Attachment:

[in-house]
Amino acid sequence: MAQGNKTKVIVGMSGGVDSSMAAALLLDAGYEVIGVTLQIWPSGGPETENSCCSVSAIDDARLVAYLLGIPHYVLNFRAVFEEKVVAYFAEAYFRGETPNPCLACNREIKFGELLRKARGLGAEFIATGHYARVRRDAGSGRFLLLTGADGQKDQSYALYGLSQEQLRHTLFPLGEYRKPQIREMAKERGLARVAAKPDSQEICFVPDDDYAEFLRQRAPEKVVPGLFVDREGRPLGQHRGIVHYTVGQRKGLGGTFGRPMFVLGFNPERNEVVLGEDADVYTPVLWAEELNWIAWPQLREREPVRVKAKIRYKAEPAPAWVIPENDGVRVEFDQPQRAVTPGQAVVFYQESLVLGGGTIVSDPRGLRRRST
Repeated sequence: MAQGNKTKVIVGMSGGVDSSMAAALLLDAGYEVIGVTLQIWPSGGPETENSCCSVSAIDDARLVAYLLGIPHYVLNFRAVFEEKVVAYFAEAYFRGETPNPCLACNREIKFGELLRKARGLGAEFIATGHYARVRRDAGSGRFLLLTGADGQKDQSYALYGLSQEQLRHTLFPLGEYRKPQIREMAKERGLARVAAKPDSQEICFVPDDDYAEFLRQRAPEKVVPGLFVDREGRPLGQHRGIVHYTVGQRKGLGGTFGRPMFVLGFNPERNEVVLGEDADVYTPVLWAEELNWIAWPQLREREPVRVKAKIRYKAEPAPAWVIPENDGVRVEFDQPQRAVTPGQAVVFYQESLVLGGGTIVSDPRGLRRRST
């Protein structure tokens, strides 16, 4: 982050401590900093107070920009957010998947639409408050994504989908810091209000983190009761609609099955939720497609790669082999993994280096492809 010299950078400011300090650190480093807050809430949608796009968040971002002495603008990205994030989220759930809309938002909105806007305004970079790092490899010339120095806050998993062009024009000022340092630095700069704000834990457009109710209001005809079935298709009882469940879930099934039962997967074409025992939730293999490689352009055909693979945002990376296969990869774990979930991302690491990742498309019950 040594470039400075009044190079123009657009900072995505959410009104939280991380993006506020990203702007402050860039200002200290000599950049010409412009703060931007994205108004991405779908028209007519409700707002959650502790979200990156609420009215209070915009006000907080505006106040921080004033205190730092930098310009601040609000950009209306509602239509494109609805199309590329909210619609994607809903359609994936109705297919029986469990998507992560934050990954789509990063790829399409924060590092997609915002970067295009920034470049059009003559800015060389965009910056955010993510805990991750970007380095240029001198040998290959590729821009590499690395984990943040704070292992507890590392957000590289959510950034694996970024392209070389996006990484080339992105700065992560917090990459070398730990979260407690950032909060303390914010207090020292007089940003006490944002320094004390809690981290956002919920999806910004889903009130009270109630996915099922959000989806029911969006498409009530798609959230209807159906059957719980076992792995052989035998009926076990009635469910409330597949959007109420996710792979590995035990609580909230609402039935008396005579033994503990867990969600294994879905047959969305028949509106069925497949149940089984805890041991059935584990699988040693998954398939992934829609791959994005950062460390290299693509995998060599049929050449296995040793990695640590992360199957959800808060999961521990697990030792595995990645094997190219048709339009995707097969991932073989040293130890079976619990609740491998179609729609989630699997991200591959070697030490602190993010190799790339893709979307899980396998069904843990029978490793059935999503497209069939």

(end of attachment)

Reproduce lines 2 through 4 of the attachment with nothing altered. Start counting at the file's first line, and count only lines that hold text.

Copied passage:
Amino acid sequence: MAQGNKTKVIVGMSGGVDSSMAAALLLDAGYEVIGVTLQIWPSGGPETENSCCSVSAIDDARLVAYLLGIPHYVLNFRAVFEEKVVAYFAEAYFRGETPNPCLACNREIKFGELLRKARGLGAEFIATGHYARVRRDAGSGRFLLLTGADGQKDQSYALYGLSQEQLRHTLFPLGEYRKPQIREMAKERGLARVAAKPDSQEICFVPDDDYAEFLRQRAPEKVVPGLFVDREGRPLGQHRGIVHYTVGQRKGLGGTFGRPMFVLGFNPERNEVVLGEDADVYTPVLWAEELNWIAWPQLREREPVRVKAKIRYKAEPAPAWVIPENDGVRVEFDQPQRAVTPGQAVVFYQESLVLGGGTIVSDPRGLRRRST
Repeated sequence: MAQGNKTKVIVGMSGGVDSSMAAALLLDAGYEVIGVTLQIWPSGGPETENSCCSVSAIDDARLVAYLLGIPHYVLNFRAVFEEKVVAYFAEAYFRGETPNPCLACNREIKFGELLRKARGLGAEFIATGHYARVRRDAGSGRFLLLTGADGQKDQSYALYGLSQEQLRHTLFPLGEYRKPQIREMAKERGLARVAAKPDSQEICFVPDDDYAEFLRQRAPEKVVPGLFVDREGRPLGQHRGIVHYTVGQRKGLGGTFGRPMFVLGFNPERNEVVLGEDADVYTPVLWAEELNWIAWPQLREREPVRVKAKIRYKAEPAPAWVIPENDGVRVEFDQPQRAVTPGQAVVFYQESLVLGGGTIVSDPRGLRRRST
């Protein structure tokens, strides 16, 4: 982050401590900093107070920009957010998947639409408050994504989908810091209000983190009761609609099955939720497609790669082999993994280096492809 010299950078400011300090650190480093807050809430949608796009968040971002002495603008990205994030989220759930809309938002909105806007305004970079790092490899010339120095806050998993062009024009000022340092630095700069704000834990457009109710209001005809079935298709009882469940879930099934039962997967074409025992939730293999490689352009055909693979945002990376296969990869774990979930991302690491990742498309019950 040594470039400075009044190079123009657009900072995505959410009104939280991380993006506020990203702007402050860039200002200290000599950049010409412009703060931007994205108004991405779908028209007519409700707002959650502790979200990156609420009215209070915009006000907080505006106040921080004033205190730092930098310009601040609000950009209306509602239509494109609805199309590329909210619609994607809903359609994936109705297919029986469990998507992560934050990954789509990063790829399409924060590092997609915002970067295009920034470049059009003559800015060389965009910056955010993510805990991750970007380095240029001198040998290959590729821009590499690395984990943040704070292992507890590392957000590289959510950034694996970024392209070389996006990484080339992105700065992560917090990459070398730990979260407690950032909060303390914010207090020292007089940003006490944002320094004390809690981290956002919920999806910004889903009130009270109630996915099922959000989806029911969006498409009530798609959230209807159906059957719980076992792995052989035998009926076990009635469910409330597949959007109420996710792979590995035990609580909230609402039935008396005579033994503990867990969600294994879905047959969305028949509106069925497949149940089984805890041991059935584990699988040693998954398939992934829609791959994005950062460390290299693509995998060599049929050449296995040793990695640590992360199957959800808060999961521990697990030792595995990645094997190219048709339009995707097969991932073989040293130890079976619990609740491998179609729609989630699997991200591959070697030490602190993010190799790339893709979307899980396998069904843990029978490793059935999503497209069939």